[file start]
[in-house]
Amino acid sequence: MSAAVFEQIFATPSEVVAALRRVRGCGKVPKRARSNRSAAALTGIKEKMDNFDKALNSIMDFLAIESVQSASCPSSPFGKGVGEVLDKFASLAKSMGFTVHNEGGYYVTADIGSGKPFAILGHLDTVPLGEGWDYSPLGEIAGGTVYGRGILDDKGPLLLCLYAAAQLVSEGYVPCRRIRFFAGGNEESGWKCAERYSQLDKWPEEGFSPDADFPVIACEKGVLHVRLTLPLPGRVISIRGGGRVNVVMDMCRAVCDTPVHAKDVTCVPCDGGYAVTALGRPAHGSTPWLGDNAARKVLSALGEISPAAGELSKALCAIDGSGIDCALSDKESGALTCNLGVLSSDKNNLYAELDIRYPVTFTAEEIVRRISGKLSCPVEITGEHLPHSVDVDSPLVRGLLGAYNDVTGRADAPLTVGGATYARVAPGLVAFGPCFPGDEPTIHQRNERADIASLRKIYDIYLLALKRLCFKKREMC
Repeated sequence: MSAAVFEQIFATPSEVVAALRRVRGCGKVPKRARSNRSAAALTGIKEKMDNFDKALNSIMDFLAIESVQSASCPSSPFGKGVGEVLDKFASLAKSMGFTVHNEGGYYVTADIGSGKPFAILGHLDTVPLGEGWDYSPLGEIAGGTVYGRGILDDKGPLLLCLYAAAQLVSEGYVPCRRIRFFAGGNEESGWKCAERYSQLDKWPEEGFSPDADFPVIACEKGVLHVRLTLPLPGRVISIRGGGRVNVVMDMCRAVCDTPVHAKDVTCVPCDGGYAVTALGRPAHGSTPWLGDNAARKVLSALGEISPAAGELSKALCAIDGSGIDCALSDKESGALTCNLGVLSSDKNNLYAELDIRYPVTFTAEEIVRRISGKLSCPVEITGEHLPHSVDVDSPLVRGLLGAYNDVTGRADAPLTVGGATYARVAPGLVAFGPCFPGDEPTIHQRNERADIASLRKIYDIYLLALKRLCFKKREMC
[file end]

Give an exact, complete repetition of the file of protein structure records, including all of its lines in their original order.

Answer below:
[in-house]
Amino acid sequence: MSAAVFEQIFATPSEVVAALRRVRGCGKVPKRARSNRSAAALTGIKEKMDNFDKALNSIMDFLAIESVQSASCPSSPFGKGVGEVLDKFASLAKSMGFTVHNEGGYYVTADIGSGKPFAILGHLDTVPLGEGWDYSPLGEIAGGTVYGRGILDDKGPLLLCLYAAAQLVSEGYVPCRRIRFFAGGNEESGWKCAERYSQLDKWPEEGFSPDADFPVIACEKGVLHVRLTLPLPGRVISIRGGGRVNVVMDMCRAVCDTPVHAKDVTCVPCDGGYAVTALGRPAHGSTPWLGDNAARKVLSALGEISPAAGELSKALCAIDGSGIDCALSDKESGALTCNLGVLSSDKNNLYAELDIRYPVTFTAEEIVRRISGKLSCPVEITGEHLPHSVDVDSPLVRGLLGAYNDVTGRADAPLTVGGATYARVAPGLVAFGPCFPGDEPTIHQRNERADIASLRKIYDIYLLALKRLCFKKREMC
Repeated sequence: MSAAVFEQIFATPSEVVAALRRVRGCGKVPKRARSNRSAAALTGIKEKMDNFDKALNSIMDFLAIESVQSASCPSSPFGKGVGEVLDKFASLAKSMGFTVHNEGGYYVTADIGSGKPFAILGHLDTVPLGEGWDYSPLGEIAGGTVYGRGILDDKGPLLLCLYAAAQLVSEGYVPCRRIRFFAGGNEESGWKCAERYSQLDKWPEEGFSPDADFPVIACEKGVLHVRLTLPLPGRVISIRGGGRVNVVMDMCRAVCDTPVHAKDVTCVPCDGGYAVTALGRPAHGSTPWLGDNAARKVLSALGEISPAAGELSKALCAIDGSGIDCALSDKESGALTCNLGVLSSDKNNLYAELDIRYPVTFTAEEIVRRISGKLSCPVEITGEHLPHSVDVDSPLVRGLLGAYNDVTGRADAPLTVGGATYARVAPGLVAFGPCFPGDEPTIHQRNERADIASLRKIYDIYLLALKRLCFKKREMC